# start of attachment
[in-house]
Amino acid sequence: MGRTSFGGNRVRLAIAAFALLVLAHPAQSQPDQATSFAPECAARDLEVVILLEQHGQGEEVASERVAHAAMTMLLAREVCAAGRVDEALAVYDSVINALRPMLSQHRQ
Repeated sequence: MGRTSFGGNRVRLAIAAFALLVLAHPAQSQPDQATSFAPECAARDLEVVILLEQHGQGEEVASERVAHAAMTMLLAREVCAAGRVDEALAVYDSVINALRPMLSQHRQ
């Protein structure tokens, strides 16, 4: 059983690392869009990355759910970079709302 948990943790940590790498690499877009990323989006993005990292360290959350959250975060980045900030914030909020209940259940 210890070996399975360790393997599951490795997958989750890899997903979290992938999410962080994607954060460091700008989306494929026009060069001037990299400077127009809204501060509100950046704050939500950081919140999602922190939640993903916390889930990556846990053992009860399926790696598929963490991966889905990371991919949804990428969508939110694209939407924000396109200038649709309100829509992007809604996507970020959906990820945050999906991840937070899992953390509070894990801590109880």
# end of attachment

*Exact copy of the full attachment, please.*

[in-house]
Amino acid sequence: MGRTSFGGNRVRLAIAAFALLVLAHPAQSQPDQATSFAPECAARDLEVVILLEQHGQGEEVASERVAHAAMTMLLAREVCAAGRVDEALAVYDSVINALRPMLSQHRQ
Repeated sequence: MGRTSFGGNRVRLAIAAFALLVLAHPAQSQPDQATSFAPECAARDLEVVILLEQHGQGEEVASERVAHAAMTMLLAREVCAAGRVDEALAVYDSVINALRPMLSQHRQ
């Protein structure tokens, strides 16, 4: 059983690392869009990355759910970079709302 948990943790940590790498690499877009990323989006993005990292360290959350959250975060980045900030914030909020209940259940 210890070996399975360790393997599951490795997958989750890899997903979290992938999410962080994607954060460091700008989306494929026009060069001037990299400077127009809204501060509100950046704050939500950081919140999602922190939640993903916390889930990556846990053992009860399926790696598929963490991966889905990371991919949804990428969508939110694209939407924000396109200038649709309100829509992007809604996507970020959906990820945050999906991840937070899992953390509070894990801590109880």